Brussels Forum Day 2

It has been a full second day at the Brussels Forum, where I am leading a U.S. Congressional delegation this weekend.  We started at 745 in the morning with a pair of early bird sessions and didn't stop until late this evening.  A highlight in the morning was an engrossing talk by Bob Zoellick, the President of the World Bank, on the current global recession and strategies for getting out of it.   I was pleased when he saluted the Global Food Security Act, legislation Senator Dick Lugar of Indiana and I introduced late last year to overhaul U.S. food assistance to developing nations so that we can give the farmers in these nations the tools they need to become self-sufficient on agriculture.   The Senate Foreign Relations Committee is holding a hearing on this issue on Tuesday morning. 

I was a panelist for one of the late evening sessions, which focused on how the United States and our allies can handle the threats posed by adversaries in the Middle East.  While I strongly support the new U.S. approach of diplomatic engagement, demonstrated powerfully by President Obama's stirring New Years greeting to the Iranian people, I emphasized in my remarks that we must always remember diplomacy is only a means, not an end.  The challenge posed by Iran's nuclear program and the continuing acts of terrorism perpetrated by Hamas and Hezbollah require both skillful diplomacy and a coherent strategy of incentives and deterrents, including sanctions.  And we can never neglect our closest friend and ally in the region -- the state of Israel.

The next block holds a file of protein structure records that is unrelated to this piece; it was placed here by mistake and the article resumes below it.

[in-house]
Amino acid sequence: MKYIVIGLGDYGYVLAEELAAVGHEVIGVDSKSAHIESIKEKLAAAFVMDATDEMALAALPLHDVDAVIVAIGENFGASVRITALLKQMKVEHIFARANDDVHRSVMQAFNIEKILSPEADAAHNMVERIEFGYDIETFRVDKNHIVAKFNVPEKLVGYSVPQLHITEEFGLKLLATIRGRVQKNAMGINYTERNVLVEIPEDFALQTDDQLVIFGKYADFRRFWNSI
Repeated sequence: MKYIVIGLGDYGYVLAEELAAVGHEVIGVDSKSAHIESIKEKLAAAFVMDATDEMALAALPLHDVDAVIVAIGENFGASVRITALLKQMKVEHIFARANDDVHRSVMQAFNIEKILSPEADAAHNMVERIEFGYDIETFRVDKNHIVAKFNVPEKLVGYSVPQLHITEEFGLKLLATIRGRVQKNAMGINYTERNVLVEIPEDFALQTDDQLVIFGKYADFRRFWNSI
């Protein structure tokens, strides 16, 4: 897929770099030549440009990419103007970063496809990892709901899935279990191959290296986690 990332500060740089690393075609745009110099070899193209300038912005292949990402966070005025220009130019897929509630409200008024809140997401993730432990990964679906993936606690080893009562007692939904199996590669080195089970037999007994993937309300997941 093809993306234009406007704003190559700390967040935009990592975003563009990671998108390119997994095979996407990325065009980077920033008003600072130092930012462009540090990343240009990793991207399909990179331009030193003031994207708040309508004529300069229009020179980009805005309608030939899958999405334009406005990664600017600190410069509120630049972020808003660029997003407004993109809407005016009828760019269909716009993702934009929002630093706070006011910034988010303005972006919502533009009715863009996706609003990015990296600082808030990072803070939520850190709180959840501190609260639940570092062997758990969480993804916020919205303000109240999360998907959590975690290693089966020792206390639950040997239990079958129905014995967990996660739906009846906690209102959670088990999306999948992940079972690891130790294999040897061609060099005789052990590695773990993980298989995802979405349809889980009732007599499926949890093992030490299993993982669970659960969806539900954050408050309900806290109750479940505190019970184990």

I was concerned when I heard the news of the hazardous materials accident at Wind Gap.  Initial reports indicate the spill was well-contained and there are no serious injuries.  My thoughts and prayers are with the people of Wind Gap and I have asked my staff to keep me updated.

Will check in a final time tomorrow before I leave!

Foreign Policy